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Chapter 26. Pathology of Atelectatic, Vascular, and Iatrogenic Diseases of the Lungs and Pleural Space

A 40-year-old African-American man is diagnosed with nephrotic syndrome due to collapsing glomerulopathy, a renal disease in which proteinuria is severe. Although he does not have heart failure, he does have pulmonary edema. Which of the following is likely involved in the mechanism of his pulmonary edema?

a. Lymphatic obstruction

b. Liquid aspiration

c. Shock

d. Decreased oncotic pressure

e. Pulmonary vein obstruction

The most correct answer is d, decreased oncotic pressure.

Though each of the options can be involved in the development of pulmonary edema, nephrotic syndrome can result in a reduction of plasma oncotic pressure, which normally serves as a force that moves fluid from the interstitium into the vascular system, counteracting the hydrostatic force of blood pressure. Lymphatic obstruction (answer a) can cause pulmonary edema but is unlikely in this patient. Liquid aspiration (answer b) and shock (answer c) can cause pulmonary edema through microvascular/alveolar injury, but both are unlikely in this patient. Pulmonary vein obstruction (answer e) can cause pulmonary edema due to an increase in hydrostatic pressure but is unlikely in this patient.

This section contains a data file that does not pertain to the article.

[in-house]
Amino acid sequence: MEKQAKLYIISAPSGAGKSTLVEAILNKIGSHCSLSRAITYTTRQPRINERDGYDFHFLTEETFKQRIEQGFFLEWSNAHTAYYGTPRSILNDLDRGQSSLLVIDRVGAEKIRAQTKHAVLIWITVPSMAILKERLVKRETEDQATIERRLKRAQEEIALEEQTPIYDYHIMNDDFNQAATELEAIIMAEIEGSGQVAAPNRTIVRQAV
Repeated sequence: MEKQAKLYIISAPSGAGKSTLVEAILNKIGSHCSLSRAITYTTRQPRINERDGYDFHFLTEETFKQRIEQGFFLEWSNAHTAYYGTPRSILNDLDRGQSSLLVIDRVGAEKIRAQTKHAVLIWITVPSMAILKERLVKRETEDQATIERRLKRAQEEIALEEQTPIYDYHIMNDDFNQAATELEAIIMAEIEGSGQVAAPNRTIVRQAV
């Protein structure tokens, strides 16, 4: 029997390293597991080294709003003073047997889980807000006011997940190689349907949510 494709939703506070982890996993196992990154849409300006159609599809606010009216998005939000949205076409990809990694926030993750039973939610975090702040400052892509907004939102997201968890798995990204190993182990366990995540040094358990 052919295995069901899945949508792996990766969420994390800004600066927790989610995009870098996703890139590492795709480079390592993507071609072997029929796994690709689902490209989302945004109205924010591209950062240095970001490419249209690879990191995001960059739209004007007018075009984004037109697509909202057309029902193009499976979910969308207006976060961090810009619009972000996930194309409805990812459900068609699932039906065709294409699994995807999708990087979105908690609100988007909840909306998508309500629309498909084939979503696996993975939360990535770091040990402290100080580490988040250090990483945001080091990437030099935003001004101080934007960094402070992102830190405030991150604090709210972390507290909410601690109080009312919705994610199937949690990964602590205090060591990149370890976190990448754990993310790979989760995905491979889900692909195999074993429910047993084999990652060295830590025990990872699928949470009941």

A forensic pathologist performs an autopsy on an unidentified woman with an unknown medical history. She appears to be approximately 35-40 years old. The cut surface of the lung shows atheromata in pulmonary arteries. Which of the following was most likely present prior to the woman's death?

a. Pulmonary hypertension

b. Idiopathic pulmonary hemosiderosis

c. Wegener's granulomatosis

d. Goodpasture's syndrome

e. Deep vein thrombosis in the lower extremity

The most correct answer is a, pulmonary hypertension.

In pulmonary hypertension, large arteries develop atheromata, mimicking systemic arteries in the setting of hypertension-related atherosclerosis. The presence of atherosclerosis in pulmonary arteries is nearly pathognomonic of pulmonary hypertension. Idiopathic pulmonary hemosiderosis (answer b), Wegener's granulomatosis (answer c), and Goodpasture syndrome (answer d) are all hemorrhagic lung diseases and would likely not be distinguishable on gross examination, especially in the absence of clinical information. Lower extremity deep vein thrombosis (answer e) is a risk factor for pulmonary thromboembolism, not pulmonary arterial atheromata.

Three months after undergoing irradiation therapy for breast cancer, a 50-year-old woman develops fever and dyspnea. Chest radiograph shows infiltrates ...

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